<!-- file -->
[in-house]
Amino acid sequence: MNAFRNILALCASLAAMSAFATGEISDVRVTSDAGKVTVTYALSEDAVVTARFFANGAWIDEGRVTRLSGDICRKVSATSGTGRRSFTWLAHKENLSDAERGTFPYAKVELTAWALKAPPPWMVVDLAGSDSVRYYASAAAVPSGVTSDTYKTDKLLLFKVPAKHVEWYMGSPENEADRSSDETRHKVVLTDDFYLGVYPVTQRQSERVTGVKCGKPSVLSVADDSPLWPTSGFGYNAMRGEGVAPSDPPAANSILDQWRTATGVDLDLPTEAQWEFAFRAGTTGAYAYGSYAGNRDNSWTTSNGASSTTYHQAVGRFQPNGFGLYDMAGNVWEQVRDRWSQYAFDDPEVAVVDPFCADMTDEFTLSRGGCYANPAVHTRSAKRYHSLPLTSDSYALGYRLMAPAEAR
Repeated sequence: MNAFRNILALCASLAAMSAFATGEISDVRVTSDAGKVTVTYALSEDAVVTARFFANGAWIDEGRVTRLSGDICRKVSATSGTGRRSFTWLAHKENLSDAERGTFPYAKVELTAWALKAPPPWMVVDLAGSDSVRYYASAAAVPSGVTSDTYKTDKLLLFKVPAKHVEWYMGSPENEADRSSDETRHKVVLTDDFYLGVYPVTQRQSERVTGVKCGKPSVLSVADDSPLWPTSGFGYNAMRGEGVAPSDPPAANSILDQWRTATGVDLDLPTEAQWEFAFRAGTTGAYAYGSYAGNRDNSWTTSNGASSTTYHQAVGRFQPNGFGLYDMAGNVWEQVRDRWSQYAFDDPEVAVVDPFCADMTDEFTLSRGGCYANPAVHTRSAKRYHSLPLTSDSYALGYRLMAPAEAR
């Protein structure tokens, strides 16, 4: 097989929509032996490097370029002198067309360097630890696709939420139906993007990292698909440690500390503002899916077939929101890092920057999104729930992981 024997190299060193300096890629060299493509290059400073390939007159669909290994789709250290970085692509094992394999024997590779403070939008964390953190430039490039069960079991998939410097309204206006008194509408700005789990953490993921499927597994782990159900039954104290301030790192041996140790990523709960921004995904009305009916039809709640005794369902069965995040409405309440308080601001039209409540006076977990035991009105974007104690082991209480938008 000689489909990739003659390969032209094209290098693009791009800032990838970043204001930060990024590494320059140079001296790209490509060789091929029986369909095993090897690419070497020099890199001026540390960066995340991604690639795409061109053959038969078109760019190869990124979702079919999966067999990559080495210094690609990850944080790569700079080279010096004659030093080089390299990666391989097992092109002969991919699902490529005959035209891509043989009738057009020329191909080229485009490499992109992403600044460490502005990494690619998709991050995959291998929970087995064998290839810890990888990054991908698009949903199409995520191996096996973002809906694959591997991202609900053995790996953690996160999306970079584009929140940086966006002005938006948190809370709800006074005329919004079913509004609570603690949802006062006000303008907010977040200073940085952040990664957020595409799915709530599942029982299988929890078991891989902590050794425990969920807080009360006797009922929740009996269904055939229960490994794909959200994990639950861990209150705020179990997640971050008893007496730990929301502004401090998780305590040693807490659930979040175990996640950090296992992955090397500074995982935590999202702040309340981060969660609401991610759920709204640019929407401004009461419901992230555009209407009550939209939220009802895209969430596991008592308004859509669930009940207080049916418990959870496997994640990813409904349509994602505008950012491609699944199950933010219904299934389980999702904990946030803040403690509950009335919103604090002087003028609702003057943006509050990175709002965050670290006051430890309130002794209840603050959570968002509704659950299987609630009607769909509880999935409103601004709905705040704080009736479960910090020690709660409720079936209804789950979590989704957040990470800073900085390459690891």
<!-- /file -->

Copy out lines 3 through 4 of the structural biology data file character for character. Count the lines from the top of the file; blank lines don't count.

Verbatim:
Repeated sequence: MNAFRNILALCASLAAMSAFATGEISDVRVTSDAGKVTVTYALSEDAVVTARFFANGAWIDEGRVTRLSGDICRKVSATSGTGRRSFTWLAHKENLSDAERGTFPYAKVELTAWALKAPPPWMVVDLAGSDSVRYYASAAAVPSGVTSDTYKTDKLLLFKVPAKHVEWYMGSPENEADRSSDETRHKVVLTDDFYLGVYPVTQRQSERVTGVKCGKPSVLSVADDSPLWPTSGFGYNAMRGEGVAPSDPPAANSILDQWRTATGVDLDLPTEAQWEFAFRAGTTGAYAYGSYAGNRDNSWTTSNGASSTTYHQAVGRFQPNGFGLYDMAGNVWEQVRDRWSQYAFDDPEVAVVDPFCADMTDEFTLSRGGCYANPAVHTRSAKRYHSLPLTSDSYALGYRLMAPAEAR
């Protein structure tokens, strides 16, 4: 097989929509032996490097370029002198067309360097630890696709939420139906993007990292698909440690500390503002899916077939929101890092920057999104729930992981 024997190299060193300096890629060299493509290059400073390939007159669909290994789709250290970085692509094992394999024997590779403070939008964390953190430039490039069960079991998939410097309204206006008194509408700005789990953490993921499927597994782990159900039954104290301030790192041996140790990523709960921004995904009305009916039809709640005794369902069965995040409405309440308080601001039209409540006076977990035991009105974007104690082991209480938008 000689489909990739003659390969032209094209290098693009791009800032990838970043204001930060990024590494320059140079001296790209490509060789091929029986369909095993090897690419070497020099890199001026540390960066995340991604690639795409061109053959038969078109760019190869990124979702079919999966067999990559080495210094690609990850944080790569700079080279010096004659030093080089390299990666391989097992092109002969991919699902490529005959035209891509043989009738057009020329191909080229485009490499992109992403600044460490502005990494690619998709991050995959291998929970087995064998290839810890990888990054991908698009949903199409995520191996096996973002809906694959591997991202609900053995790996953690996160999306970079584009929140940086966006002005938006948190809370709800006074005329919004079913509004609570603690949802006062006000303008907010977040200073940085952040990664957020595409799915709530599942029982299988929890078991891989902590050794425990969920807080009360006797009922929740009996269904055939229960490994794909959200994990639950861990209150705020179990997640971050008893007496730990929301502004401090998780305590040693807490659930979040175990996640950090296992992955090397500074995982935590999202702040309340981060969660609401991610759920709204640019929407401004009461419901992230555009209407009550939209939220009802895209969430596991008592308004859509669930009940207080049916418990959870496997994640990813409904349509994602505008950012491609699944199950933010219904299934389980999702904990946030803040403690509950009335919103604090002087003028609702003057943006509050990175709002965050670290006051430890309130002794209840603050959570968002509704659950299987609630009607769909509880999935409103601004709905705040704080009736479960910090020690709660409720079936209804789950979590989704957040990470800073900085390459690891």